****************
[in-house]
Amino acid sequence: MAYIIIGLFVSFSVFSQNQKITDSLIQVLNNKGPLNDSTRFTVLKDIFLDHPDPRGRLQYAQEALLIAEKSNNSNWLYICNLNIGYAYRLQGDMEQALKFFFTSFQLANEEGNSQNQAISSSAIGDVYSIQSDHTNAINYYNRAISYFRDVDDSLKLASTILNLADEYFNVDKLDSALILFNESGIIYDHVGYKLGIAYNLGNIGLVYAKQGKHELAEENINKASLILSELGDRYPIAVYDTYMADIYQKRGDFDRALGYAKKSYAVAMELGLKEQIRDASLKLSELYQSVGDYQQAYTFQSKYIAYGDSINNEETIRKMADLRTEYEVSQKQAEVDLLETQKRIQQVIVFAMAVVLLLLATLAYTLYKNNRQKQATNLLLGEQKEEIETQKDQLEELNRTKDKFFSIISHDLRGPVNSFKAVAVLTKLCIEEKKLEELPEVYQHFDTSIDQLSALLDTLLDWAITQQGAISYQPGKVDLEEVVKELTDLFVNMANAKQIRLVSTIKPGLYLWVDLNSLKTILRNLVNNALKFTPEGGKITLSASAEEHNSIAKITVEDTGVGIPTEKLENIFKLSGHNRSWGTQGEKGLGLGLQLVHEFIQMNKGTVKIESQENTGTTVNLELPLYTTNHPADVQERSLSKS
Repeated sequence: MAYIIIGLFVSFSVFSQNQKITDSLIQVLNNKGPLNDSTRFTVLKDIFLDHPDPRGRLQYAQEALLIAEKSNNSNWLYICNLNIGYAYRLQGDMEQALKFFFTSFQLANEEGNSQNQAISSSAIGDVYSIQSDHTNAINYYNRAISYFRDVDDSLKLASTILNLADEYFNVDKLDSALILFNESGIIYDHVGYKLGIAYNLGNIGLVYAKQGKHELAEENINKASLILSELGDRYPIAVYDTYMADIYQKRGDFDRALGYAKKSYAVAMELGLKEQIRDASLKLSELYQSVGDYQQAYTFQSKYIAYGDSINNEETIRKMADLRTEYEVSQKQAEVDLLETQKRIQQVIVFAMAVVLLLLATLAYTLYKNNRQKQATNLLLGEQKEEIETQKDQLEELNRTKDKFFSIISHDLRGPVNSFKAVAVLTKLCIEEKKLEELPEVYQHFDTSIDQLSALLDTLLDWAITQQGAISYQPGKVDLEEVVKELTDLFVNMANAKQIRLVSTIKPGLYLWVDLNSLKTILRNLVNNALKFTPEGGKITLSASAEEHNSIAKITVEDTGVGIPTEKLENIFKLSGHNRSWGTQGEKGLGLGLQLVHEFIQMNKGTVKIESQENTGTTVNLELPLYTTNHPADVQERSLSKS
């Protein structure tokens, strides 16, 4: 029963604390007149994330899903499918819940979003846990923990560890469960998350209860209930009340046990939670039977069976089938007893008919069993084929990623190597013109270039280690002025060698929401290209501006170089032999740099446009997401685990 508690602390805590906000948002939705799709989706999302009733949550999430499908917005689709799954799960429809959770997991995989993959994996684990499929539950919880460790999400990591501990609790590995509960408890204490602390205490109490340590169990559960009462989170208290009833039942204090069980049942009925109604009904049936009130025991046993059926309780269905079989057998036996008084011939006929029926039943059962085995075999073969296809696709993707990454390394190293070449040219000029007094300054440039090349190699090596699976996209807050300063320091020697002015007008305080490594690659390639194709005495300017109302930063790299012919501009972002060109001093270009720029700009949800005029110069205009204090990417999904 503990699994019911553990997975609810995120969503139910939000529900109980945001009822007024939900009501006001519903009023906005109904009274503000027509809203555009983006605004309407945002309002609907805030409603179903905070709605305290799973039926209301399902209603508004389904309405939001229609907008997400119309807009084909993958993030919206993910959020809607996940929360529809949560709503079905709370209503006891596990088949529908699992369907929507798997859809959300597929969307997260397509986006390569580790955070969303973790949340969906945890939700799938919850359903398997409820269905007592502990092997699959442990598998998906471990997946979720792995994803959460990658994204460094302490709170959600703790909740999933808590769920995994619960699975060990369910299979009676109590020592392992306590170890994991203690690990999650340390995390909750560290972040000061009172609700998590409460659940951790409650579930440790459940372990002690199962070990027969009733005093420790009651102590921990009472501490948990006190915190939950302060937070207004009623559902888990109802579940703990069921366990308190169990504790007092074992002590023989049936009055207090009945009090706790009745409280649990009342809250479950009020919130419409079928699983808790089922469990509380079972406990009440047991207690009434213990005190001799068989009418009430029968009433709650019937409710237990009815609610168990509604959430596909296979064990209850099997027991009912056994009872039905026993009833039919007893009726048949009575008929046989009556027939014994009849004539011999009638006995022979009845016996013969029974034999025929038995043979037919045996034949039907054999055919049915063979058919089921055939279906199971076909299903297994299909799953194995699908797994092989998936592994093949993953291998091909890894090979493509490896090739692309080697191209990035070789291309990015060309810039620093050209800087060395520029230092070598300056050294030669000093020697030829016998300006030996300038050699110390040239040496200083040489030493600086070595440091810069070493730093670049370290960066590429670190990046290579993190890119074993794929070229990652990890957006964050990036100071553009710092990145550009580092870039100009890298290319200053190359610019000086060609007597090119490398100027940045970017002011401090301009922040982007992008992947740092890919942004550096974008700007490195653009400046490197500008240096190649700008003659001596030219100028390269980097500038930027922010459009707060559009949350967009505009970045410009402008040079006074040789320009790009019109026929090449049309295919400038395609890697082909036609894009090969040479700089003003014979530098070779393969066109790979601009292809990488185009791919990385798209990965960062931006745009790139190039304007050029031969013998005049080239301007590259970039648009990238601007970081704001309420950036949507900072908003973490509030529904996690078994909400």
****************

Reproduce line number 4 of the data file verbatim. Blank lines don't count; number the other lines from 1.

């Protein structure tokens, strides 16, 4: 029963604390007149994330899903499918819940979003846990923990560890469960998350209860209930009340046990939670039977069976089938007893008919069993084929990623190597013109270039280690002025060698929401290209501006170089032999740099446009997401685990 508690602390805590906000948002939705799709989706999302009733949550999430499908917005689709799954799960429809959770997991995989993959994996684990499929539950919880460790999400990591501990609790590995509960408890204490602390205490109490340590169990559960009462989170208290009833039942204090069980049942009925109604009904049936009130025991046993059926309780269905079989057998036996008084011939006929029926039943059962085995075999073969296809696709993707990454390394190293070449040219000029007094300054440039090349190699090596699976996209807050300063320091020697002015007008305080490594690659390639194709005495300017109302930063790299012919501009972002060109001093270009720029700009949800005029110069205009204090990417999904 503990699994019911553990997975609810995120969503139910939000529900109980945001009822007024939900009501006001519903009023906005109904009274503000027509809203555009983006605004309407945002309002609907805030409603179903905070709605305290799973039926209301399902209603508004389904309405939001229609907008997400119309807009084909993958993030919206993910959020809607996940929360529809949560709503079905709370209503006891596990088949529908699992369907929507798997859809959300597929969307997260397509986006390569580790955070969303973790949340969906945890939700799938919850359903398997409820269905007592502990092997699959442990598998998906471990997946979720792995994803959460990658994204460094302490709170959600703790909740999933808590769920995994619960699975060990369910299979009676109590020592392992306590170890994991203690690990999650340390995390909750560290972040000061009172609700998590409460659940951790409650579930440790459940372990002690199962070990027969009733005093420790009651102590921990009472501490948990006190915190939950302060937070207004009623559902888990109802579940703990069921366990308190169990504790007092074992002590023989049936009055207090009945009090706790009745409280649990009342809250479950009020919130419409079928699983808790089922469990509380079972406990009440047991207690009434213990005190001799068989009418009430029968009433709650019937409710237990009815609610168990509604959430596909296979064990209850099997027991009912056994009872039905026993009833039919007893009726048949009575008929046989009556027939014994009849004539011999009638006995022979009845016996013969029974034999025929038995043979037919045996034949039907054999055919049915063979058919089921055939279906199971076909299903297994299909799953194995699908797994092989998936592994093949993953291998091909890894090979493509490896090739692309080697191209990035070789291309990015060309810039620093050209800087060395520029230092070598300056050294030669000093020697030829016998300006030996300038050699110390040239040496200083040489030493600086070595440091810069070493730093670049370290960066590429670190990046290579993190890119074993794929070229990652990890957006964050990036100071553009710092990145550009580092870039100009890298290319200053190359610019000086060609007597090119490398100027940045970017002011401090301009922040982007992008992947740092890919942004550096974008700007490195653009400046490197500008240096190649700008003659001596030219100028390269980097500038930027922010459009707060559009949350967009505009970045410009402008040079006074040789320009790009019109026929090449049309295919400038395609890697082909036609894009090969040479700089003003014979530098070779393969066109790979601009292809990488185009791919990385798209990965960062931006745009790139190039304007050029031969013998005049080239301007590259970039648009990238601007970081704001309420950036949507900072908003973490509030529904996690078994909400």